Kelly reflects back on her years here

Heather Latter

Heading into the final week of another school year, dozens of “Happy Retirement” cards already lined the desk of Mary-Catherine Kelly, who has been the director of education for the Northwest Catholic District School Board for nearly eight years.
Reflecting on her career here, Kelly expressed what a “wonderful experience” it has been.
“There were lots of exciting things that I enjoyed, first, from an academic perspective and from a personal perspective,” she enthused.
“It’s been an extraordinary opportunity to learn and to grow personally.
“But it’s also a wonderful job opportunity because you have an opportunity to shape a system, help set its direction, encourage and motivate staff, and to give them opportunities to learn and grow as well as teachers and administrators,” she added, calling her experience a humbling yet exciting one.
“Each year was kind of different,” Kelly explained, noting in her first year she had to learn about the whole system because she came from Peterborough, where she had held several different positions.
“Having a variety of experiences, I came with lots of ideas and experience shared from all different kids of boards, so I felt like I had something to offer,” she remarked, recalling it was a very different mode of operation than a large board and big schools.
“So I think for me, it was wonderful because we had a board who believed in policy governance and really supported the work of the director,” she stressed.
“We did a strategic plan together in 2006-2007 and that really helped shape our direction for the next eight years.”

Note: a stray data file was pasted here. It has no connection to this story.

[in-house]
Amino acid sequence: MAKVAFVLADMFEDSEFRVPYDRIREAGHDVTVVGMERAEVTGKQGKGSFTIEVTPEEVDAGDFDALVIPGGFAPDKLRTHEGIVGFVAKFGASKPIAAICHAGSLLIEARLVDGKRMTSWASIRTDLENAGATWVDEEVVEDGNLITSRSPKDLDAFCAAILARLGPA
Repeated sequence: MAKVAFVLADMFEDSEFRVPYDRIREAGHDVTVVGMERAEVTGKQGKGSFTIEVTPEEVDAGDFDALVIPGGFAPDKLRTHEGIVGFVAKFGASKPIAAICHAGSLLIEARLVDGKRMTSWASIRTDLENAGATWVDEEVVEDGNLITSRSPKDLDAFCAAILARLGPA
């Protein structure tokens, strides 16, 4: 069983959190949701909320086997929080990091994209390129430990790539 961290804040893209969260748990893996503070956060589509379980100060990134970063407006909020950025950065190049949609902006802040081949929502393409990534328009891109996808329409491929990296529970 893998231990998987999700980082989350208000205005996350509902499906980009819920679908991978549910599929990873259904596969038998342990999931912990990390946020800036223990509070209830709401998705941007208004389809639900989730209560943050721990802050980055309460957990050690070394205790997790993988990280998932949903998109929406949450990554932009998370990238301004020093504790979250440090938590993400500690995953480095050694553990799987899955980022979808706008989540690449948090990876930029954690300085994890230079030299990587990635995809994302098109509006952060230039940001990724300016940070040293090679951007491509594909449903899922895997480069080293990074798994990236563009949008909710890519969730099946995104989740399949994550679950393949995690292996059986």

Kelly indicated in the 2007-08 year, the government was really advocating for high student achievement.
“So there was money being invested to allow for lots of professional development for teachers,” she said, noting one of things she got to introduce to the board was Catholic Professional Learning Communities.
“That meant that we gave release time for teachers during the work day to be able to talk about their students, talk about the data, talk about their achievement, set directions as a school on how they wanted to target that achievement to improve student learning,” she explained.
“So that was the first time when teachers were given the opportunity to go into each other’s classrooms more and supported to do that, to learn from each other,” she continued.
“This was a lot of opening doors and more collaboration.
“There were growing pains in that,” Kelly admitted. “But it was exciting, and the teachers embraced it and they were very positive.”
Kelly noted at that time, the Ministry of Education introduced “character education.”
“But we were already doing a faith-based approach, virtues and values, so it gave us an opportunity to highlight even more fully how we are visibly Catholic in our schools and to identify those Gospel values in our schools,” she said, citing that helped them to celebrate the good news of their programs and what they do in Catholic education.
Kelly also was involved in focusing more on aboriginal education.
“Our board embraced that and was doing language research to help the primary students,” she recalled.
“We were introducing more NSL across the system.
“The aboriginal language was being celebrated, and there was a really good feeling about supporting that aspect of the culture in our Catholic schools,” she added.
Other highlights of Kelly’s career here included working towards increased accountability, the amalgamation of St. Patrick’s School in Atikokan with the board, and the introduction of full-day kindergarten, which started at St. Patrick’s and moved through the whole system.